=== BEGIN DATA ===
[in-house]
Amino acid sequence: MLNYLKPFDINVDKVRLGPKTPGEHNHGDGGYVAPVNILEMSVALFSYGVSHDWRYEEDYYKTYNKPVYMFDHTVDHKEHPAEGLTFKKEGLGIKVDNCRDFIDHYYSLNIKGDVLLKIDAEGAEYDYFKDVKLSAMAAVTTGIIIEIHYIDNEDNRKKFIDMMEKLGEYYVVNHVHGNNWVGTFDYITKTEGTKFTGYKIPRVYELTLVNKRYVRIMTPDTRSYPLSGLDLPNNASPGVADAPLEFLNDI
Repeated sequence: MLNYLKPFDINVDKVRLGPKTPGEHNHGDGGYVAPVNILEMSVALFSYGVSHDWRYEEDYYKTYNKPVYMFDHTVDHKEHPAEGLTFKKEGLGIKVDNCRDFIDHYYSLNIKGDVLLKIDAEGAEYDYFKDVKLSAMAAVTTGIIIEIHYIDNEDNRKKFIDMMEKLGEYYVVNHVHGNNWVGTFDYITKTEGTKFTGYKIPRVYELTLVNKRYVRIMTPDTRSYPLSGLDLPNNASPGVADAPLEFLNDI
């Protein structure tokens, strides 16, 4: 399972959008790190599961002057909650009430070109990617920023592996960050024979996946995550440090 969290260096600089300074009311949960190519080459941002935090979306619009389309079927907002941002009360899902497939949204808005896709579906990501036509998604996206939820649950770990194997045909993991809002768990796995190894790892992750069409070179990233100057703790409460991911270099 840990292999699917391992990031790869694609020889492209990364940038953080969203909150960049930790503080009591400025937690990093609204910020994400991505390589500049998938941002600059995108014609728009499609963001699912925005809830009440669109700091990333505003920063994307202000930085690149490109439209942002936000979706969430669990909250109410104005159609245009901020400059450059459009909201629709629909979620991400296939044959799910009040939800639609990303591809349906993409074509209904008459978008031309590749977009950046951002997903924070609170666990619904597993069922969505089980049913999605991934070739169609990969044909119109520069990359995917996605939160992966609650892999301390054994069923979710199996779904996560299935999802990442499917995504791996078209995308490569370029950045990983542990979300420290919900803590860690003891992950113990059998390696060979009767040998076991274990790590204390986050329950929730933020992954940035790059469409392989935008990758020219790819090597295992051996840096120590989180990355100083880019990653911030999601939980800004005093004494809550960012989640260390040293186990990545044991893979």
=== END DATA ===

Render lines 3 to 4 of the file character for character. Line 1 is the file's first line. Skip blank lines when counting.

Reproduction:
Repeated sequence: MLNYLKPFDINVDKVRLGPKTPGEHNHGDGGYVAPVNILEMSVALFSYGVSHDWRYEEDYYKTYNKPVYMFDHTVDHKEHPAEGLTFKKEGLGIKVDNCRDFIDHYYSLNIKGDVLLKIDAEGAEYDYFKDVKLSAMAAVTTGIIIEIHYIDNEDNRKKFIDMMEKLGEYYVVNHVHGNNWVGTFDYITKTEGTKFTGYKIPRVYELTLVNKRYVRIMTPDTRSYPLSGLDLPNNASPGVADAPLEFLNDI
């Protein structure tokens, strides 16, 4: 399972959008790190599961002057909650009430070109990617920023592996960050024979996946995550440090 969290260096600089300074009311949960190519080459941002935090979306619009389309079927907002941002009360899902497939949204808005896709579906990501036509998604996206939820649950770990194997045909993991809002768990796995190894790892992750069409070179990233100057703790409460991911270099 840990292999699917391992990031790869694609020889492209990364940038953080969203909150960049930790503080009591400025937690990093609204910020994400991505390589500049998938941002600059995108014609728009499609963001699912925005809830009440669109700091990333505003920063994307202000930085690149490109439209942002936000979706969430669990909250109410104005159609245009901020400059450059459009909201629709629909979620991400296939044959799910009040939800639609990303591809349906993409074509209904008459978008031309590749977009950046951002997903924070609170666990619904597993069922969505089980049913999605991934070739169609990969044909119109520069990359995917996605939160992966609650892999301390054994069923979710199996779904996560299935999802990442499917995504791996078209995308490569370029950045990983542990979300420290919900803590860690003891992950113990059998390696060979009767040998076991274990790590204390986050329950929730933020992954940035790059469409392989935008990758020219790819090597295992051996840096120590989180990355100083880019990653911030999601939980800004005093004494809550960012989640260390040293186990990545044991893979």